• Rapidly shifting moods, from extreme happiness or silliness to tearfulness for no apparent reason.
  • Need to talk non-stop. (I mean literally NON.STOP.)
  • Depressed or downcast mood, or showing little expression.
  • Manic, overexcited or giddy mood.
  • Feelings of superiority (i.e. she knows more than EVERYBODY. This one really endeared her to teachers when she was in school).
  • Heightened sensitivity to perceived criticism. (Which can trigger a MASSIVE meltdown if the adult doesn’t recognize the signs, which her teachers NEVER did, even though they assured us they knew “exactly how to handle it.”)
  • Far more easily frustrated than a typical child. (If she can’t find her blanket, or the TV remote, or anything-she’s-looking-for-at-the-moment it can turn into MAJOR. MELTDOWN. TIME.)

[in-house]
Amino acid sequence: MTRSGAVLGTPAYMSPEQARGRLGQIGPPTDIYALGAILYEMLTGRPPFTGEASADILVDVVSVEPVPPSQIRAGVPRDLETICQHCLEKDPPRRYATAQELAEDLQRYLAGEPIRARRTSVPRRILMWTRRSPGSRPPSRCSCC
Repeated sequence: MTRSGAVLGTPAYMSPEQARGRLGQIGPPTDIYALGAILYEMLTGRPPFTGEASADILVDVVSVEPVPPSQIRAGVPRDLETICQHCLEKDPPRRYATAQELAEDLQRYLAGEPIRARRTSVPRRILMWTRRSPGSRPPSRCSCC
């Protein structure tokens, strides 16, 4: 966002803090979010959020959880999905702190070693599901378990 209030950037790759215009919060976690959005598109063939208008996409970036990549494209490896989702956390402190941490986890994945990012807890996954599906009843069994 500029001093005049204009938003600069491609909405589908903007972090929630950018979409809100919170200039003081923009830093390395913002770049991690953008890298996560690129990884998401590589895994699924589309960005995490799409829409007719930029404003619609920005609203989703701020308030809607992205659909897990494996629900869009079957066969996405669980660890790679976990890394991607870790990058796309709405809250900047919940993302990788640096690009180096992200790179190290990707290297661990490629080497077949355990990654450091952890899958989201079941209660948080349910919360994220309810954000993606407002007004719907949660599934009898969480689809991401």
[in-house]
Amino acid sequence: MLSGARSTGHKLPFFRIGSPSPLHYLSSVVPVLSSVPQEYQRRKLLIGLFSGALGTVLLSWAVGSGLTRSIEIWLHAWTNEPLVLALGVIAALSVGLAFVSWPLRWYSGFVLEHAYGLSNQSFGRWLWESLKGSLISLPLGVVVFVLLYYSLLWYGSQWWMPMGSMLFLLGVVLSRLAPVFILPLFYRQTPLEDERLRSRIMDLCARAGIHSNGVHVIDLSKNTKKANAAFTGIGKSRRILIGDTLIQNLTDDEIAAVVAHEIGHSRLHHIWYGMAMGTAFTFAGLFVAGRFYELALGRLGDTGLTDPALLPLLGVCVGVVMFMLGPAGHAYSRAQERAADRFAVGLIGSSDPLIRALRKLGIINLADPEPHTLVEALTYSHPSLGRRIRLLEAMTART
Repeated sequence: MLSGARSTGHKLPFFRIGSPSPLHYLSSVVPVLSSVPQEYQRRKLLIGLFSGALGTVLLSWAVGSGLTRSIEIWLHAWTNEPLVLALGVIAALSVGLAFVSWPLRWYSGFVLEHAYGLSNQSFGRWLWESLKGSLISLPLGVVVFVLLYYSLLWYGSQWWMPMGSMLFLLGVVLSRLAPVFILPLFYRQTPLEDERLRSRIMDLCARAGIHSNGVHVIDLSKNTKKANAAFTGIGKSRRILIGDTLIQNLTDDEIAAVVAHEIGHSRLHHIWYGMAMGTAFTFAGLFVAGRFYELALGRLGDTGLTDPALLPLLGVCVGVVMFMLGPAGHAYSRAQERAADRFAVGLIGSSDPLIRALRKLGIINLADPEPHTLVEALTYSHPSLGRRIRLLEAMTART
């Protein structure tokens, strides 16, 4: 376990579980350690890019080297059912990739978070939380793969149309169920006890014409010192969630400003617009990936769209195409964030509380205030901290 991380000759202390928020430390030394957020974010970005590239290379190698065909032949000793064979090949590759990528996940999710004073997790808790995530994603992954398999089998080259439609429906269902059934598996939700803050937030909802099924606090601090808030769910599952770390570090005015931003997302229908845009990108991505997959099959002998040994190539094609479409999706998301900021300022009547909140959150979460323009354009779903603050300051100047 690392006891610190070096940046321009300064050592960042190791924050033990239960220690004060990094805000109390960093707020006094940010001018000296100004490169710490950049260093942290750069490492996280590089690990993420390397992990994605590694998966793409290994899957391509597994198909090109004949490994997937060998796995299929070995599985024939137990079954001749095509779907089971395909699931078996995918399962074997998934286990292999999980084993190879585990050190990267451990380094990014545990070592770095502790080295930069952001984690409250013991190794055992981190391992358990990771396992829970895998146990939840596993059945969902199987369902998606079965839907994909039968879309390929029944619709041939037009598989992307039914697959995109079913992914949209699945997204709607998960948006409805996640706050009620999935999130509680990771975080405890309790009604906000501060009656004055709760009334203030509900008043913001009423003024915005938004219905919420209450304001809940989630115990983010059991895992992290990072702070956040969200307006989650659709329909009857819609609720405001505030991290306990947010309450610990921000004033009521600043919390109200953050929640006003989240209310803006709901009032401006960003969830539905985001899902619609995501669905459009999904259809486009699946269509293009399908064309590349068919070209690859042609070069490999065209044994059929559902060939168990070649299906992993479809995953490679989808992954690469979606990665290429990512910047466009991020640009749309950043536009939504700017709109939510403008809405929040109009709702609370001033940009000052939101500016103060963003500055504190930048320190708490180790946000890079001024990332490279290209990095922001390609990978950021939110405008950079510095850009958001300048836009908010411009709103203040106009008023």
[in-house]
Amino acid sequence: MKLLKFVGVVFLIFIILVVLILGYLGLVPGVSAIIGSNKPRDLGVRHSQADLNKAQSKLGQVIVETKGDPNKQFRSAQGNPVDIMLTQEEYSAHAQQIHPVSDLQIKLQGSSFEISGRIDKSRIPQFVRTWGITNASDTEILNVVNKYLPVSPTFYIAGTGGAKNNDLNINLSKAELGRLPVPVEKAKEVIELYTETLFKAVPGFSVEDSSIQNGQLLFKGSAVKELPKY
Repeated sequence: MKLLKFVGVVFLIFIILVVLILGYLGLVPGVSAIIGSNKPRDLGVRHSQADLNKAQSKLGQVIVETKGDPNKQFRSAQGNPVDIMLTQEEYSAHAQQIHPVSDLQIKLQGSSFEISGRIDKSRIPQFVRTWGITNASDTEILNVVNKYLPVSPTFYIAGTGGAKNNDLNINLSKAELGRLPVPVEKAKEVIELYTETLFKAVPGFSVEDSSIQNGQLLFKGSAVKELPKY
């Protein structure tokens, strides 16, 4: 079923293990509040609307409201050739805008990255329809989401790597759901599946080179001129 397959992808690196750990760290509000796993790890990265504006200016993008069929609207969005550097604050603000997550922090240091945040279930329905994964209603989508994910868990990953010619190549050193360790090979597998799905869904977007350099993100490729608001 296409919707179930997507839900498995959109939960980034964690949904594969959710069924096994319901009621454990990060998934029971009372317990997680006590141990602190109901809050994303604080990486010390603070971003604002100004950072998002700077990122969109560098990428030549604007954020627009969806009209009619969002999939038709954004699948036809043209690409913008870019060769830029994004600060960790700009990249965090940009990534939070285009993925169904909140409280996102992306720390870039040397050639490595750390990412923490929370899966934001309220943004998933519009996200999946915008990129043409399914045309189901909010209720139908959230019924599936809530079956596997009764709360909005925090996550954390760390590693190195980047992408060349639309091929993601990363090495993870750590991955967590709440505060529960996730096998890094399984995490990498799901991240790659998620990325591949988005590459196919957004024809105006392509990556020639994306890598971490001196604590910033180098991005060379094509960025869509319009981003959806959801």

• Impaired ability to plan, organize, concentrate, and use abstract reasoning. (Pebbles is the messiest, most disorganized, out-of-kilter kid I’ve ever known.)
  • Intense irritability.
  • Rages, tantrums, crying spells, or explosive outbursts that can occur with small provocations (such as being told “no,” or being corrected by someone she perceives is angry with her, or if Minecraft crashes, or if she can’t find her blanket, or if….if….if…..).
  • Aggression.
  • Belligerence.
  • Lying.
  • Manipulation.
  • Restlessness or excessive physical activity, which is often chaotic. (Seriously. When she’s in a manic state Pebbles paces, paces, paces, stands on her head, chews her clothes, walks on windowsills, the back of the couch, the coffee table, all while talking, talking, talking non-stop, and knocking stuff off of every horizontal surface she comes into contact with.)